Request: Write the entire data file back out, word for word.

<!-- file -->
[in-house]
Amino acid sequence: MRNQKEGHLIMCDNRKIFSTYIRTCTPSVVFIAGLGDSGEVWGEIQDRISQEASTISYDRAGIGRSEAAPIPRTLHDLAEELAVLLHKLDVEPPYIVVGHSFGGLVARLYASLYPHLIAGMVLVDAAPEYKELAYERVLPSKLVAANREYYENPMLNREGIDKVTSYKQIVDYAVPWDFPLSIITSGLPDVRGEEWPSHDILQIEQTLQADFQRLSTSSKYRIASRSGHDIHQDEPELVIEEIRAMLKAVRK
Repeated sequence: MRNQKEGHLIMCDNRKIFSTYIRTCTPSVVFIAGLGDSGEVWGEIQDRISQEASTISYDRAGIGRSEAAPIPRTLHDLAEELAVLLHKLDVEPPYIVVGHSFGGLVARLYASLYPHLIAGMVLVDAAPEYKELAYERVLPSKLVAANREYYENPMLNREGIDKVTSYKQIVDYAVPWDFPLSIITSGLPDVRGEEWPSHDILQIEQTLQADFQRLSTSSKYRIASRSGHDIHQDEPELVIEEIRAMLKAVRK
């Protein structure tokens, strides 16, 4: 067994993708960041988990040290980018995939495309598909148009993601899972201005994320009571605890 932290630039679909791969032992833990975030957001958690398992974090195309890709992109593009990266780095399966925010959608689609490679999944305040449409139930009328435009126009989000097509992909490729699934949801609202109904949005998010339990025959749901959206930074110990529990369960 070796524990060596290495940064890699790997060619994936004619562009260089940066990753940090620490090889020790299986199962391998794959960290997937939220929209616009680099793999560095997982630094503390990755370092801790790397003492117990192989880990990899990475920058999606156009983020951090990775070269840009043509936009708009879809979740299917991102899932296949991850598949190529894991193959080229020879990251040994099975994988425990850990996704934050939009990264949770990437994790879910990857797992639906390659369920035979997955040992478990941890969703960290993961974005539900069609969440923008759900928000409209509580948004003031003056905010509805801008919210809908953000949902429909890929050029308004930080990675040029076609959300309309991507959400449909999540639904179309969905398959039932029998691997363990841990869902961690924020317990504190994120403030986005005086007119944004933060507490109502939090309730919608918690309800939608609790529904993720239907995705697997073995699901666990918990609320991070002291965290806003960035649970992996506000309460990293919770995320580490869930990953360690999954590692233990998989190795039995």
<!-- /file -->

[in-house]
Amino acid sequence: MRNQKEGHLIMCDNRKIFSTYIRTCTPSVVFIAGLGDSGEVWGEIQDRISQEASTISYDRAGIGRSEAAPIPRTLHDLAEELAVLLHKLDVEPPYIVVGHSFGGLVARLYASLYPHLIAGMVLVDAAPEYKELAYERVLPSKLVAANREYYENPMLNREGIDKVTSYKQIVDYAVPWDFPLSIITSGLPDVRGEEWPSHDILQIEQTLQADFQRLSTSSKYRIASRSGHDIHQDEPELVIEEIRAMLKAVRK
Repeated sequence: MRNQKEGHLIMCDNRKIFSTYIRTCTPSVVFIAGLGDSGEVWGEIQDRISQEASTISYDRAGIGRSEAAPIPRTLHDLAEELAVLLHKLDVEPPYIVVGHSFGGLVARLYASLYPHLIAGMVLVDAAPEYKELAYERVLPSKLVAANREYYENPMLNREGIDKVTSYKQIVDYAVPWDFPLSIITSGLPDVRGEEWPSHDILQIEQTLQADFQRLSTSSKYRIASRSGHDIHQDEPELVIEEIRAMLKAVRK
């Protein structure tokens, strides 16, 4: 067994993708960041988990040290980018995939495309598909148009993601899972201005994320009571605890 932290630039679909791969032992833990975030957001958690398992974090195309890709992109593009990266780095399966925010959608689609490679999944305040449409139930009328435009126009989000097509992909490729699934949801609202109904949005998010339990025959749901959206930074110990529990369960 070796524990060596290495940064890699790997060619994936004619562009260089940066990753940090620490090889020790299986199962391998794959960290997937939220929209616009680099793999560095997982630094503390990755370092801790790397003492117990192989880990990899990475920058999606156009983020951090990775070269840009043509936009708009879809979740299917991102899932296949991850598949190529894991193959080229020879990251040994099975994988425990850990996704934050939009990264949770990437994790879910990857797992639906390659369920035979997955040992478990941890969703960290993961974005539900069609969440923008759900928000409209509580948004003031003056905010509805801008919210809908953000949902429909890929050029308004930080990675040029076609959300309309991507959400449909999540639904179309969905398959039932029998691997363990841990869902961690924020317990504190994120403030986005005086007119944004933060507490109502939090309730919608918690309800939608609790529904993720239907995705697997073995699901666990918990609320991070002291965290806003960035649970992996506000309460990293919770995320580490869930990953360690999954590692233990998989190795039995």